Arsenic uptake by plants and possible phytoremediation applications: a brief overview
2012 (English)In: Environmental Chemistry Letters, ISSN 1610-3653, E-ISSN 1610-3661, Vol. 10, no 3, 217-224 p.Article, review/survey (Refereed) Published
This review focuses the behaviour of arsenic in plant-soil and plant-water systems, arsenic-plant cell interactions, phytoremediation, and biosorption. Arsenate and arsenite uptake by plants varies in different environment conditions. An eco-friendly and low-cost method for arsenic removal from soil-water system is phytoremediation, in which living plants are used to remove arsenic from the environment or to render it less toxic. Several factors such as soil redox conditions, arsenic speciation in soils, and the presence of phosphates play a major role. Translocation factor is the important feature for categorising plants for their remediation ability. Phytoremediation techniques often do not take into account the biosorption processes of living plants and plant litter. In biosorption techniques, contaminants can be removed by a biological substrate, as a sorbent, bacteria, fungi, algae, or vascular plants surfaces based on passive binding of arsenic or other contaminants on cell wall surfaces containing special active functional groups. Evaluation of the current literature suggests that understanding molecular level processes, and kinetic aspects in phytoremediation using advanced analytical techniques are essential for designing phytoremediation technologies with improved, predictable remedial success. Hence, more efforts are needed on addressing the molecular level behaviour of arsenic in plants, kinetics of uptake, and transfer of arsenic in plants with flowing waters, remobilisation through decay, possible methylation, and volatilisation.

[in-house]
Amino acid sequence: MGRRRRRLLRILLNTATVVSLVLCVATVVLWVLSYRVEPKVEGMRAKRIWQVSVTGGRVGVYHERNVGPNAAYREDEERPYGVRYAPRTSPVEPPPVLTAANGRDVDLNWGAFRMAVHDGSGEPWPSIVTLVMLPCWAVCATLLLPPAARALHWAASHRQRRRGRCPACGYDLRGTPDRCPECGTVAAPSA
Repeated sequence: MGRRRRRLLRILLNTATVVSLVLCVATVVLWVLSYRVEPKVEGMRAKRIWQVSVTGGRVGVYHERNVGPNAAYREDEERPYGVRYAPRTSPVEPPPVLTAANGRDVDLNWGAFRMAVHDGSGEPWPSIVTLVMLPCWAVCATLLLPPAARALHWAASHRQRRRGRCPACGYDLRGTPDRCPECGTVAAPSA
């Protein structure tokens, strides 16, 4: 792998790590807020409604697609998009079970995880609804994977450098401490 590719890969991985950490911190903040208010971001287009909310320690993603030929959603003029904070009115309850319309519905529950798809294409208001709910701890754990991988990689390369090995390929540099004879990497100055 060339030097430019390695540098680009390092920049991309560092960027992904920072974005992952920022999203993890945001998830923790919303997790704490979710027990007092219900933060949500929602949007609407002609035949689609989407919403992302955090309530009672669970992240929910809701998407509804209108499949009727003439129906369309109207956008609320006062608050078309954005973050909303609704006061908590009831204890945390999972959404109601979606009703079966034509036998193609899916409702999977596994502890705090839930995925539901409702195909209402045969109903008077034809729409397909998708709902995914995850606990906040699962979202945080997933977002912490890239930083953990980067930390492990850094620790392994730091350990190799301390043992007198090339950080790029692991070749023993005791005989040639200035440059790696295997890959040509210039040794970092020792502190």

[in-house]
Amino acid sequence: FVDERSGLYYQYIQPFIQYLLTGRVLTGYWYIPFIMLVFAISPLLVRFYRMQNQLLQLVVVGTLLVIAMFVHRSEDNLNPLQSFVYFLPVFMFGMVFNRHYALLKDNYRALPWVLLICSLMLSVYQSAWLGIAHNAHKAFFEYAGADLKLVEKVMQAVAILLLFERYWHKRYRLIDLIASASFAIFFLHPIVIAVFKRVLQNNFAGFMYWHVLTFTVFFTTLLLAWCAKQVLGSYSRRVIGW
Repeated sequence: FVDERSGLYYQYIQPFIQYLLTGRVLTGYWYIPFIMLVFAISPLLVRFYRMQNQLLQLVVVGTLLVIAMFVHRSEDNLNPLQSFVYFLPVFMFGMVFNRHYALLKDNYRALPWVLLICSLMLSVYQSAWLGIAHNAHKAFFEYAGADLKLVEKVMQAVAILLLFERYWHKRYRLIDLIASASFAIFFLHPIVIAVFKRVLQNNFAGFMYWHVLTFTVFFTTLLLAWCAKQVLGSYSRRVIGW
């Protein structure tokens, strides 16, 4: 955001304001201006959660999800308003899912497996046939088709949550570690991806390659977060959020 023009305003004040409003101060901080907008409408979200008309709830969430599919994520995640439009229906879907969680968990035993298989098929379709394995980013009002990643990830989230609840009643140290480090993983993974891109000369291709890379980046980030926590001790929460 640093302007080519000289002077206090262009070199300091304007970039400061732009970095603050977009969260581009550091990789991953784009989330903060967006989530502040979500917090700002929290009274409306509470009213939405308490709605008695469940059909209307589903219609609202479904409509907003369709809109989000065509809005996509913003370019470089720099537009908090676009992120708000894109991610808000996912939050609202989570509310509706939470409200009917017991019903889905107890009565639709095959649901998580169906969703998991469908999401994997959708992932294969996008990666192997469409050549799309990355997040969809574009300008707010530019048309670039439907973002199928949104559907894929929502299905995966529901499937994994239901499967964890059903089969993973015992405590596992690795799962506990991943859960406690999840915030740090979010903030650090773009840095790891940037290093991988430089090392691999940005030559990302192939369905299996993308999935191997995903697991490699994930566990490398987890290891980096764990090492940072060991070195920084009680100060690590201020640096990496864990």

Place, publisher, year, edition, pages
2012. Vol. 10, no 3, 217-224 p.
Arsenic toxicity, Bioremediation, Biosorption, Translocation, Bioconcentration, Bioaccumulation
IdentifiersURN: urn:nbn:se:su:diva-81591DOI: 10.1007/s10311-011-0349-8ISI: 000307547000002OAI: oai:DiVA.org:su-81591DiVA: diva2:562686